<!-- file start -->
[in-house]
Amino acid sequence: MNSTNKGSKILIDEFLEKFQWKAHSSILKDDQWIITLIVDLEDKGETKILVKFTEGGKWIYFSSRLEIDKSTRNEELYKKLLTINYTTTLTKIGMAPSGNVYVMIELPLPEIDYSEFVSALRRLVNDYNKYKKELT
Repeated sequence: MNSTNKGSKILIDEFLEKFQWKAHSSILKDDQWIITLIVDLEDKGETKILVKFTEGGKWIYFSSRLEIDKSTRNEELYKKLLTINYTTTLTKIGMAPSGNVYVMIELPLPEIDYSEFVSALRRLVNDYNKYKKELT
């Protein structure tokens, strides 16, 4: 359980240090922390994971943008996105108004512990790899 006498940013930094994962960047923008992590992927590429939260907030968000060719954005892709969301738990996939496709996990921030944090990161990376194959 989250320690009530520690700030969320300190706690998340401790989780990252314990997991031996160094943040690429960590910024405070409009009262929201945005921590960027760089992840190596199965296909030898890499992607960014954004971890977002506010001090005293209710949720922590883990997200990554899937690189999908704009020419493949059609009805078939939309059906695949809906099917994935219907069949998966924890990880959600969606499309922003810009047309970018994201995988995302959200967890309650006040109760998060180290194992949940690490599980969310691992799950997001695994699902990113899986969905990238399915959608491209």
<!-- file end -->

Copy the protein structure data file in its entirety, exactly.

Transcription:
[in-house]
Amino acid sequence: MNSTNKGSKILIDEFLEKFQWKAHSSILKDDQWIITLIVDLEDKGETKILVKFTEGGKWIYFSSRLEIDKSTRNEELYKKLLTINYTTTLTKIGMAPSGNVYVMIELPLPEIDYSEFVSALRRLVNDYNKYKKELT
Repeated sequence: MNSTNKGSKILIDEFLEKFQWKAHSSILKDDQWIITLIVDLEDKGETKILVKFTEGGKWIYFSSRLEIDKSTRNEELYKKLLTINYTTTLTKIGMAPSGNVYVMIELPLPEIDYSEFVSALRRLVNDYNKYKKELT
């Protein structure tokens, strides 16, 4: 359980240090922390994971943008996105108004512990790899 006498940013930094994962960047923008992590992927590429939260907030968000060719954005892709969301738990996939496709996990921030944090990161990376194959 989250320690009530520690700030969320300190706690998340401790989780990252314990997991031996160094943040690429960590910024405070409009009262929201945005921590960027760089992840190596199965296909030898890499992607960014954004971890977002506010001090005293209710949720922590883990997200990554899937690189999908704009020419493949059609009805078939939309059906695949809906099917994935219907069949998966924890990880959600969606499309922003810009047309970018994201995988995302959200967890309650006040109760998060180290194992949940690490599980969310691992799950997001695994699902990113899986969905990238399915959608491209």